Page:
the German nationality in 1950, the community shrank to 18,658 individuals according to the most recent census in 2011. Germans are thus less numerous than most of the other 14 officially acknowledged national minorities in the Czech Republic. However, this weakness in numbers does not correspond with the economic power of the German state as well as the latter’s general commitment and ability to support German minorities in CentralandEasternEurope. Both the Czech government and the Federal Republic of Germany are currently implementing their language policies
awareness was common to all of EasternEurope. However, we see differences in the way that these nationalistic tendencies were used by politicians and local ethnic groups ( Montanari 2001 ). With gradual nationalization in other Soviet republics, such as the Baltic states andCentral Asia, Moldovans were also becoming aware of their national identity.
Weakening of central power and the lessening of censorship were accompanied by ethnic tensions in Moldova. Since the first years of independence, the country has been facing very difficult problems, including separatist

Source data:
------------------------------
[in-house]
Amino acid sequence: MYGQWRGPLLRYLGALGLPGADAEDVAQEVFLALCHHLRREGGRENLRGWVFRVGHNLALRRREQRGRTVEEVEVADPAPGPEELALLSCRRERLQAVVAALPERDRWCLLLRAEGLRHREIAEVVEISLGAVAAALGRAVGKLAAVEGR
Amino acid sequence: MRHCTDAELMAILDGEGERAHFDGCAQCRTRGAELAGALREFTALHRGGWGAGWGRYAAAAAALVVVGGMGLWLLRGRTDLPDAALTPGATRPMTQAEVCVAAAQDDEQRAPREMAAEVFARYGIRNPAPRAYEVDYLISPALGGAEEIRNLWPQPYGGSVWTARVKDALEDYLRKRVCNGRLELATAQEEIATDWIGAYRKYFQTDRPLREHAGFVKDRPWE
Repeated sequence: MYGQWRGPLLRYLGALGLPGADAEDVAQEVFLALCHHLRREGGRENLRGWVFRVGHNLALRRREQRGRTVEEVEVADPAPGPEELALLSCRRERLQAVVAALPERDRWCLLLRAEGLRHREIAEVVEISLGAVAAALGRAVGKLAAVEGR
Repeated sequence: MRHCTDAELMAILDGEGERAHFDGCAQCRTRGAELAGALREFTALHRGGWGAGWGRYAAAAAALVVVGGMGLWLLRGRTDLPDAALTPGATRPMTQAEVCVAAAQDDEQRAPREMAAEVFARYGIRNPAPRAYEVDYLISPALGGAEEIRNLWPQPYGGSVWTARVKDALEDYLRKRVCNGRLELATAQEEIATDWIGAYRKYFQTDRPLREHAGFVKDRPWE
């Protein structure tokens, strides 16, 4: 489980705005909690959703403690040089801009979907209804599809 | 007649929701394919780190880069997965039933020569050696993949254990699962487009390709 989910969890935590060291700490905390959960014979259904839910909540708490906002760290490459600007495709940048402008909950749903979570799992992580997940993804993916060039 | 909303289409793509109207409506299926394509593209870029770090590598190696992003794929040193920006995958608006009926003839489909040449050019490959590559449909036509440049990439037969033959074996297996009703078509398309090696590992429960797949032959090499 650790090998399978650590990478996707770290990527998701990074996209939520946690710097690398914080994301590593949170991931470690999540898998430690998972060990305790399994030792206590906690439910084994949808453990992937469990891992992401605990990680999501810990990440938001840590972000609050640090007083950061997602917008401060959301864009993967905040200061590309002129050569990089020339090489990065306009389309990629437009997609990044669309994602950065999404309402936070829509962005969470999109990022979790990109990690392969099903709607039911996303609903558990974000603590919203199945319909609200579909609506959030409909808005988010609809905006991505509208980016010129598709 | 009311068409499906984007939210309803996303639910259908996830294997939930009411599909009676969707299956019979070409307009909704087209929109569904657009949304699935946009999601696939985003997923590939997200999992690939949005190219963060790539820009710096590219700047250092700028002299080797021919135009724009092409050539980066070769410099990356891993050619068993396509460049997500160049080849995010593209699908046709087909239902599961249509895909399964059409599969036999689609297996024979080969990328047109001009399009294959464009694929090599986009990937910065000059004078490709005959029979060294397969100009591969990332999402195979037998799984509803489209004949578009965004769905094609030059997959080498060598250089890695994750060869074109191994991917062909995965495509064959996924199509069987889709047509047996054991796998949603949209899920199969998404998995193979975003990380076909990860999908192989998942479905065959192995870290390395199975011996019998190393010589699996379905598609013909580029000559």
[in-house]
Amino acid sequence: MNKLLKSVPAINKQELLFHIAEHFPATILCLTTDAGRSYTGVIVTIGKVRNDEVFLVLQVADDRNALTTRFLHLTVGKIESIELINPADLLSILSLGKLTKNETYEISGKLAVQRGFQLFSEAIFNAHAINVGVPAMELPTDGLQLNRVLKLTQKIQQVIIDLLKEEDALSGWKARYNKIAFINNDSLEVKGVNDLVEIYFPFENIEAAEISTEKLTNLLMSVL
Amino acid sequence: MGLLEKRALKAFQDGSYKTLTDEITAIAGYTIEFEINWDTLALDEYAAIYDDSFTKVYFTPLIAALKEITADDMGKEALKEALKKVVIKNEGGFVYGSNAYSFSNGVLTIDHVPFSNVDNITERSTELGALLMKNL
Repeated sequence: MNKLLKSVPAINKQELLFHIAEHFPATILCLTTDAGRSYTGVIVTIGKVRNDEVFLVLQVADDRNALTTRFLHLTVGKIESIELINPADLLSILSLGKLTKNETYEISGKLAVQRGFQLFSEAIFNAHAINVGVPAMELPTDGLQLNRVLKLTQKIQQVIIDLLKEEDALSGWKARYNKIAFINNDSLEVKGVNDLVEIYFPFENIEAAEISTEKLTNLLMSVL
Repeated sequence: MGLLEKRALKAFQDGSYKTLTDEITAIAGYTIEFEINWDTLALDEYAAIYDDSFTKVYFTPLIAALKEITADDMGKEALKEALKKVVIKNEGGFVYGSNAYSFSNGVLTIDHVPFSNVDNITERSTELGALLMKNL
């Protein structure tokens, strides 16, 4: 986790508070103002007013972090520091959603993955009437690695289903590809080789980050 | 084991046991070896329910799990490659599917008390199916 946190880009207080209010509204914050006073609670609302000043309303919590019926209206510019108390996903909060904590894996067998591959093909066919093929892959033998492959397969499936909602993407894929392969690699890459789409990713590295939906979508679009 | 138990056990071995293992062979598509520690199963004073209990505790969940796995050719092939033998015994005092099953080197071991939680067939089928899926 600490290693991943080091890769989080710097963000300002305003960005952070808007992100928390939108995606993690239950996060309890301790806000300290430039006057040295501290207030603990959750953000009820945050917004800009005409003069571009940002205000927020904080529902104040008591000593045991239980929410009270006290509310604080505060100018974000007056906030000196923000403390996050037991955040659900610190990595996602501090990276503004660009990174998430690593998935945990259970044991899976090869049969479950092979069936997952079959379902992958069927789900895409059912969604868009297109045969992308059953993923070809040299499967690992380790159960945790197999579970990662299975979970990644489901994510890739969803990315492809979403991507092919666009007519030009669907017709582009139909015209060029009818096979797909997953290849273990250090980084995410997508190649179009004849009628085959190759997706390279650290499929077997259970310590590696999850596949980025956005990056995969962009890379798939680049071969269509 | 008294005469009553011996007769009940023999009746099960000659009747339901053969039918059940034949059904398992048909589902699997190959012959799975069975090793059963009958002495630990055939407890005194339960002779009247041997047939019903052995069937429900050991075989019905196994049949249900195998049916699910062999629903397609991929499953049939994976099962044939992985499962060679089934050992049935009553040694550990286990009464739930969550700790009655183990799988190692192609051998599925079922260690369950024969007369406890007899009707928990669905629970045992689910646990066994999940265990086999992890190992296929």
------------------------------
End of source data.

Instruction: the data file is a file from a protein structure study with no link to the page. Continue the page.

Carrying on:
grassroots or village democracy in Vietnam, to gauge whether there are indeed democratic elements within the Vietnamese system, Duong (2004) looked at the Marxist–Leninist principle of democratic centralism – which means the people and party members can discuss issues at all levels but the central authority represents the individuals collectively and gets to make the final decisions. Zingerli (2004) highlighted the constraints in the government’s decree no. 29, which was issued in 2000, on theoretically increasing public participation in decision-making, monitoring